The way we tell stories of our lives can shape our memories | Eva Wiseman

The trend to have personal documentaries made about our lives enables us to shape the narrative of the way we want to be remembered

A new industry is shaping itself around our memories. First there were the companies who could build a glossy family photo album overnight, bookish objects that ordered and elevated blurry phone pictures into a story of pure love and redemption. Recently, new businesses have launched with similar aims but higher ambitions.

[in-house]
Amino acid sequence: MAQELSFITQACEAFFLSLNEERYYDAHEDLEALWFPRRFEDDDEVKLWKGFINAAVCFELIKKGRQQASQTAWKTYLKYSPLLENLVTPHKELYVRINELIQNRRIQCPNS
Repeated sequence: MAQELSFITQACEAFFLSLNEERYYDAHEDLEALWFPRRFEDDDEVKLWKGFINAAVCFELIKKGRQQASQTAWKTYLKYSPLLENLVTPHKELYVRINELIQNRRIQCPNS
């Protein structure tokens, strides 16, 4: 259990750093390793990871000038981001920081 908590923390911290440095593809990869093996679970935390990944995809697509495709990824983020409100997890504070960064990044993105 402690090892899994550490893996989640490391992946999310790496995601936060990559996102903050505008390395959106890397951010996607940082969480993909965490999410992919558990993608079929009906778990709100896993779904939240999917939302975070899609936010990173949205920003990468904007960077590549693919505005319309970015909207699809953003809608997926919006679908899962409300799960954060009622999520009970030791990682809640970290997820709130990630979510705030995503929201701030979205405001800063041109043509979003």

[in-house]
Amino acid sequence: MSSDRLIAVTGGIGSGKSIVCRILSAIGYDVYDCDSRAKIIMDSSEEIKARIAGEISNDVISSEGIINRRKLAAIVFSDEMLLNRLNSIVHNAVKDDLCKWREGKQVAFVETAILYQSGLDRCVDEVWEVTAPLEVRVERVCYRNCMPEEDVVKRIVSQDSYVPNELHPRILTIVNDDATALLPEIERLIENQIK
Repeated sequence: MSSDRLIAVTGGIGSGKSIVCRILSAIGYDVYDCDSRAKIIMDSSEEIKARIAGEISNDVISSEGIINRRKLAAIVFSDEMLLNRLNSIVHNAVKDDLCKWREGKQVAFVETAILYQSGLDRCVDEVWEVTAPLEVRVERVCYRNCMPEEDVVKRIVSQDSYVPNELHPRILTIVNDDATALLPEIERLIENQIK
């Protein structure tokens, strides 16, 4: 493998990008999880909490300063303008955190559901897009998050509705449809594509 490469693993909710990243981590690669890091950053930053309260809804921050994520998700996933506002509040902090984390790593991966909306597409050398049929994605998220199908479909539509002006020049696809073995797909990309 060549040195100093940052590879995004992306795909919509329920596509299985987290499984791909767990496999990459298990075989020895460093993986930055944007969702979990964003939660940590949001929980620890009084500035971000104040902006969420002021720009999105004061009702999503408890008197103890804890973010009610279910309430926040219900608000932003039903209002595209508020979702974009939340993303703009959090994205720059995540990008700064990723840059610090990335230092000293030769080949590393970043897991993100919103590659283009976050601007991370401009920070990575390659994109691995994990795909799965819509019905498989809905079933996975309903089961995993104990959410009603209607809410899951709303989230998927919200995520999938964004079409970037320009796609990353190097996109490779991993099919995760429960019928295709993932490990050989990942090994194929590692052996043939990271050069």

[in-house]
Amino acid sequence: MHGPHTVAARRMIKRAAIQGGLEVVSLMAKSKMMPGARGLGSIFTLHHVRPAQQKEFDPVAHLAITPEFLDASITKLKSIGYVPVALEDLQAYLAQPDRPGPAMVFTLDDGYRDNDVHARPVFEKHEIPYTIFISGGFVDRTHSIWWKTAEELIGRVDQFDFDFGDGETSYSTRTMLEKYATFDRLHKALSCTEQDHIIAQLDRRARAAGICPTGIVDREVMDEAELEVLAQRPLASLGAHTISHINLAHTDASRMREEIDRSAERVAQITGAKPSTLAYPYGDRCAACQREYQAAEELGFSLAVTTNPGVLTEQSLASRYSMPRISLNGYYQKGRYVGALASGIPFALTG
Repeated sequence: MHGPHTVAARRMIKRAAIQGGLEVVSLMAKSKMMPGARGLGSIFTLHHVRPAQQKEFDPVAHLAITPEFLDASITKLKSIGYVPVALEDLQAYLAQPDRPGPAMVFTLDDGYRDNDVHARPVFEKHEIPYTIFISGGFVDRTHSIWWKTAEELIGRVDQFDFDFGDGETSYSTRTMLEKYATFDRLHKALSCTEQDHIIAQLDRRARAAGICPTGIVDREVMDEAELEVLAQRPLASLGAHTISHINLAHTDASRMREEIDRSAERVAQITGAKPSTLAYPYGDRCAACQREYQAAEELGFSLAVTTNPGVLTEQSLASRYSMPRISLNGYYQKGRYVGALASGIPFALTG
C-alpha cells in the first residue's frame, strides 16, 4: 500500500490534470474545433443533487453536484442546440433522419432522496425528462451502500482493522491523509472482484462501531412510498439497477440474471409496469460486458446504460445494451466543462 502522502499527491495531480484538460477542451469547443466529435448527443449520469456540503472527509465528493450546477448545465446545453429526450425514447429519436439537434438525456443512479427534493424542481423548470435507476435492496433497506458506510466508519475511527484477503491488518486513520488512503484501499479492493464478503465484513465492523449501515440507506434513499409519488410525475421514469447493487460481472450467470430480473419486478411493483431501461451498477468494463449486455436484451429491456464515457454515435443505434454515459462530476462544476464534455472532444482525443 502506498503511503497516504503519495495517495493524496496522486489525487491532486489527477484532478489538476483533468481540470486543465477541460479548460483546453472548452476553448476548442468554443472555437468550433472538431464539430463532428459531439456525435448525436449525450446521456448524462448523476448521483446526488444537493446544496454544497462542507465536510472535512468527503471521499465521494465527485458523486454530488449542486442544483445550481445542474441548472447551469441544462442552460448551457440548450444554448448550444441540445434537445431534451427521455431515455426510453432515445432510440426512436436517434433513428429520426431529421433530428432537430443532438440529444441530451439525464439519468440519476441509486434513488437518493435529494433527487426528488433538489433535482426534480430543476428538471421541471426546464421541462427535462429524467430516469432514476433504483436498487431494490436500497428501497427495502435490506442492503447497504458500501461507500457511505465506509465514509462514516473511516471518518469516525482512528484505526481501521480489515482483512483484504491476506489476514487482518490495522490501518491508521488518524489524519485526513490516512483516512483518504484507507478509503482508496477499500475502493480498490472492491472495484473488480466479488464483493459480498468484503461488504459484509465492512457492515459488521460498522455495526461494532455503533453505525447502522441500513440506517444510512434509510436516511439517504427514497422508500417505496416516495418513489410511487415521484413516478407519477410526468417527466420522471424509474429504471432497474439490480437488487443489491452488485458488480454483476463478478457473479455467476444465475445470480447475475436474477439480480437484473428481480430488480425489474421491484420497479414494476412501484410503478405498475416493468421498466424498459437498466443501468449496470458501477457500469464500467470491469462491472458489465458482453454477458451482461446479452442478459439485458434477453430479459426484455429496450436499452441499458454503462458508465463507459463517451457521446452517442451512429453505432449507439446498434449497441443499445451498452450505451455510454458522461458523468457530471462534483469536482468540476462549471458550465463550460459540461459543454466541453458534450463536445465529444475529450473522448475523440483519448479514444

Piling up in my emails are producers advertising services where they’ll “create family documentaries”, editing a day of interviews into a film – “a permanent memory of you”. Biographers are promoting retreats where guests will “write their life story”, while those who’d prefer someone else to do it can employ a ghost writer, with one company offering a package that includes a set of hardback memoirs from £7,500. For those at the end of their lives, a new charity called Stories for Life trains “life biographers” to record the memories of people in hospices, palliative care and residential homes: “We believe everyone has a story to tell and a legacy to leave behind.” Suddenly, ordinary lives are of note.

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